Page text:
So far, more than 20 members of the Phelps family have left the church due to his behavior and WBC’s practices. One of them is Nathan Phelps, who left the Kansas family house at 18, accusing his father of, among other things, child abuse. Having completely denounced the WBC dogma, Nathan now lives in Canada, calls himself an atheist, and is an avid supporter of LGBT rights. He has also spent the past few years giving speeches and interviews about his experience as a member of WBC.
Back in 2012, I had the honor of having Nate stay as a guest in my house for a few days. Once I heard about his father’s death, and with the Facebook announcement Nate made about it in mind, I got in touch with him again.
VICE: Hey Nate, how do you feel about your dad dying? Nathan Phelps: I haven’t seen my father in over 35 years. I spoke to him once, briefly, in 1995. Ten years after I left home, I went through a deliberate mourning process for the loss of my family. Between that and the passage of time, I believed I would have no feelings when he passed. I was surprised that there were feelings when I learned of his condition and then his death. I’ve now had a few days to consider those feelings, and I think the sadness is over what might have been.
When you revealed that your father was dying a few days ago, you said family members that left the church were being blocked from seeing him. If you had been able to, would you have wanted to see him one last time in person? In a perfect world, I would have jumped at that chance. I left that place 37 years ago as a fearful young man. The absence of interaction, an opportunity to process that, only means I still have that fear to contend with. If there were the least bit of evidence that our relationship had changed in his eyes, I would be there in a heartbeat. Other than that, my greatest concern was for my family members who had expressed a desire to see him and were being denied that opportunity.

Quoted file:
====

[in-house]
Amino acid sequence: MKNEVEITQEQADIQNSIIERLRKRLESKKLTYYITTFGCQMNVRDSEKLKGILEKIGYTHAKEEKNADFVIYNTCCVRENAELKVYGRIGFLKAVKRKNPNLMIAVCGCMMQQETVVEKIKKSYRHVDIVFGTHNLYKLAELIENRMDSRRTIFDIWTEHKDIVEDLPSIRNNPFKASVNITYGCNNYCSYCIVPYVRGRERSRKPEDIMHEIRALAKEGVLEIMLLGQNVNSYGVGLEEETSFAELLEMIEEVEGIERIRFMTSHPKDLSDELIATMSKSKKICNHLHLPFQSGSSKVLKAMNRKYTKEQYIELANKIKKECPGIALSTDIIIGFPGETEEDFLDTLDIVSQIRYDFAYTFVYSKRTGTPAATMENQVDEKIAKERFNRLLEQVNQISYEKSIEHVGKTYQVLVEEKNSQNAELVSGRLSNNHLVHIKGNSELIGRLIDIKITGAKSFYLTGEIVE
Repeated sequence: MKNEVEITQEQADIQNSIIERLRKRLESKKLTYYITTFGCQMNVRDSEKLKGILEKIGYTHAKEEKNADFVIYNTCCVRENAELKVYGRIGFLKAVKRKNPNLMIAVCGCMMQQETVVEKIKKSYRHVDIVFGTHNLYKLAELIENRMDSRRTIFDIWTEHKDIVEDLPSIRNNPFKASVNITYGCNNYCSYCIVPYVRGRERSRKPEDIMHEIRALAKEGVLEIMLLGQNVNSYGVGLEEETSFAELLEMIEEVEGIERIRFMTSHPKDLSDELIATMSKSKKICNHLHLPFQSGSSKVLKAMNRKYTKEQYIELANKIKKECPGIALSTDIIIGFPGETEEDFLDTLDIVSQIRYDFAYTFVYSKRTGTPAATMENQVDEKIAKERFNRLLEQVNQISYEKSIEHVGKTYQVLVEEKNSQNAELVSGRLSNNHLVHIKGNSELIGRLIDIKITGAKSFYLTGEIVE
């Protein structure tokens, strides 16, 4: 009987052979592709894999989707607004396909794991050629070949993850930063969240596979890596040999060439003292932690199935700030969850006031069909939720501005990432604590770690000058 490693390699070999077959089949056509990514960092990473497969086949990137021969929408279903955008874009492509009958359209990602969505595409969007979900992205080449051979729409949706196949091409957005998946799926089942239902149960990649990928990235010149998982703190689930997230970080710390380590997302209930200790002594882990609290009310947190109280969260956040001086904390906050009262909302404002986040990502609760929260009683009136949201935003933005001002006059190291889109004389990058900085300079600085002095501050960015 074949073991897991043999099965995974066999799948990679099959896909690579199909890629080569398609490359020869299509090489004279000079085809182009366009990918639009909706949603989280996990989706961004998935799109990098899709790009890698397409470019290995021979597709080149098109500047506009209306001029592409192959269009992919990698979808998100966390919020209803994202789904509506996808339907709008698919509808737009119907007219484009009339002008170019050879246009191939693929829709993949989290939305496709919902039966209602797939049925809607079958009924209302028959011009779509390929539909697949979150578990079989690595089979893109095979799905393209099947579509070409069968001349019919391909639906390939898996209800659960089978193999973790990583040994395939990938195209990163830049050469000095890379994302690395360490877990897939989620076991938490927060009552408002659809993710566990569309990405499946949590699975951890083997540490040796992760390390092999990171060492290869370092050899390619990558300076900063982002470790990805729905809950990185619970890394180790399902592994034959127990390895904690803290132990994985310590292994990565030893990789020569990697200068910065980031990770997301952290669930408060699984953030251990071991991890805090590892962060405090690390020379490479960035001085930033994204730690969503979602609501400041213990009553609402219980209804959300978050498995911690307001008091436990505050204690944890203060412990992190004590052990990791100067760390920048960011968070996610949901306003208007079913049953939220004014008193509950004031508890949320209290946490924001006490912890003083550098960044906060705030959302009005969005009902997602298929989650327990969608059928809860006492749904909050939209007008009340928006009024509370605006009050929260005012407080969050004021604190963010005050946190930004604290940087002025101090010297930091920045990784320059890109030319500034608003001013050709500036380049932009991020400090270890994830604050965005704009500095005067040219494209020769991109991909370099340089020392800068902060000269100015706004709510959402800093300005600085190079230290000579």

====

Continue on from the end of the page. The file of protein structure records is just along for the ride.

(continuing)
“I was told to help the gang beat them up and [steal] their stuff,” he says. The gang shouted “fucking homo cunts” as they laid into the couple. Ty tears up as he tells me how ashamed he was, so much so that he couldn’t look at himself in the mirror for more than a week. “If I saw them again, I’d want to apologize—I did it because I was scared, probably because that could have happened to me. It could still happen to me.”
Westboro Baptist Church Founder Fred Phelps Has Died – Fuck That Guy
So, Fred Phelps has gone to live with the big fag-hater in the sky. America mourns. The rainbow flags are fluttering at half mast. Really, you can’t overestimate how cut up the nation is. Who, for example, is left to piss all over the country’s dead soldiers? It’s a responsibility everyone will have to shoulder together.